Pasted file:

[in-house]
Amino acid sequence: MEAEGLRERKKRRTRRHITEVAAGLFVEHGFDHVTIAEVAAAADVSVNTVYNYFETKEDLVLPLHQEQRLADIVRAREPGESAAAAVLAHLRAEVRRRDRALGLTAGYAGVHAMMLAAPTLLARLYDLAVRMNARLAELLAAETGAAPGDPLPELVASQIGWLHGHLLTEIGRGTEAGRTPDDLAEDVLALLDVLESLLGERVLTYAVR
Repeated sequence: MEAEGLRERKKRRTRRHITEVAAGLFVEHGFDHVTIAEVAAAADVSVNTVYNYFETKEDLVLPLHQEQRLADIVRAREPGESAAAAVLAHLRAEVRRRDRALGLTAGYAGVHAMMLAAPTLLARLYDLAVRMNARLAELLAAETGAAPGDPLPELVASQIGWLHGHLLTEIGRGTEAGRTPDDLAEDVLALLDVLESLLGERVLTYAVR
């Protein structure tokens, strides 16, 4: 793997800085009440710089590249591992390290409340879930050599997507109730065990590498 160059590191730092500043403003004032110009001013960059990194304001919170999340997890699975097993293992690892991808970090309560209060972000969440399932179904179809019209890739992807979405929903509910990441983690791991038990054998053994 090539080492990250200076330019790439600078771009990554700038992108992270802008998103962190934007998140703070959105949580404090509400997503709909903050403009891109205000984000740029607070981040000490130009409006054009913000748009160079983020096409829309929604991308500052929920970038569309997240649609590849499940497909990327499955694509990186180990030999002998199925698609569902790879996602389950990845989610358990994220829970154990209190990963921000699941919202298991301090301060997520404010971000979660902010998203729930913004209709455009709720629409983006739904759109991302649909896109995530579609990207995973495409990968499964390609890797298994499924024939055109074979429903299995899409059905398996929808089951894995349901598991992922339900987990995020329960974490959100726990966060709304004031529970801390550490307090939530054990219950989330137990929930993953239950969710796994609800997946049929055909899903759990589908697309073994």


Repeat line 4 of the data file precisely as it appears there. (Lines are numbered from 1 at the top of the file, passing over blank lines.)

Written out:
């Protein structure tokens, strides 16, 4: 793997800085009440710089590249591992390290409340879930050599997507109730065990590498 160059590191730092500043403003004032110009001013960059990194304001919170999340997890699975097993293992690892991808970090309560209060972000969440399932179904179809019209890739992807979405929903509910990441983690791991038990054998053994 090539080492990250200076330019790439600078771009990554700038992108992270802008998103962190934007998140703070959105949580404090509400997503709909903050403009891109205000984000740029607070981040000490130009409006054009913000748009160079983020096409829309929604991308500052929920970038569309997240649609590849499940497909990327499955694509990186180990030999002998199925698609569902790879996602389950990845989610358990994220829970154990209190990963921000699941919202298991301090301060997520404010971000979660902010998203729930913004209709455009709720629409983006739904759109991302649909896109995530579609990207995973495409990968499964390609890797298994499924024939055109074979429903299995899409059905398996929808089951894995349901598991992922339900987990995020329960974490959100726990966060709304004031529970801390550490307090939530054990219950989330137990929930993953239950969710796994609800997946049929055909899903759990589908697309073994």